The recently found Norwegian 5th century runestone of Hogganvik carries a memorial inscription and so might be expected to have stood on or near a grave. My buddy Frans-Arne Stylegar has excavated the site and sadly found no preserved burial, but he did find the original stone setting of the monument. This is a rare kind of knowledge, as many runestones have been moved around through the centuries. Now the runestone stands again, the site has been cleaned up, and the public is free to come see the most important early runic document to surface in many decades.
Dr. philos Kjell Aartun has solved the enigma of the language
on the Hogganvik stone. Around "Juletider" (X-mas time) the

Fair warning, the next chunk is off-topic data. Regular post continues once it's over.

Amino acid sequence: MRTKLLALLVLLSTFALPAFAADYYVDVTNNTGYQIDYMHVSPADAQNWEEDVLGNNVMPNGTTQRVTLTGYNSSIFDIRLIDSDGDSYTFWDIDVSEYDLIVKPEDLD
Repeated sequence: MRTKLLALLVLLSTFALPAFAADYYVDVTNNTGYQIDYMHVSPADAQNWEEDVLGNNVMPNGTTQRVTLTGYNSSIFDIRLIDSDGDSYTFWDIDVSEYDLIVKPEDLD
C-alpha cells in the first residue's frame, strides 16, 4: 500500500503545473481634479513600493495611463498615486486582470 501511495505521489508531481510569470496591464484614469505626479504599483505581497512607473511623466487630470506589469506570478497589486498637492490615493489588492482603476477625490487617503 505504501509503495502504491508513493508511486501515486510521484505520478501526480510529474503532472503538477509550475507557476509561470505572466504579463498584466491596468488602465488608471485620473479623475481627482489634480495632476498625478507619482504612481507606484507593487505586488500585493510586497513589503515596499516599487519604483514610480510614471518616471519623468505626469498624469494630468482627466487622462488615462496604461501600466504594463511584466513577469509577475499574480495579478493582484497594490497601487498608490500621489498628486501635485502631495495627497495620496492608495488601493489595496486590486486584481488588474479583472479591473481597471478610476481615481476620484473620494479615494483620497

complete poems will possible be published (together with a lot of other "new" stone engravings) in German.
As the engravings are 4-languaged the "writing" can be estimated to be approx. 3500 years old.
To talk about a burial on a hard packed breeding site is sheer nonsens.
"Hestehagen" is the area called. The Semitic word HEST may
be translated the "hard tampled".
I wish he would solve the enigma of my complete poems as well.
I'm so sorry it wasn't a grave site. What is the new translation of the stone?
I've read some of Prof. Aartun's work before. While I don't agree with his linguistic conclusions, I admire his thorough research, and (at the risk of sounding melodramatic) adore his poetry. The fertility poem he realises from of the Phaistos Disc is quite inspiring.
I look forward to reading his complete poems sometime.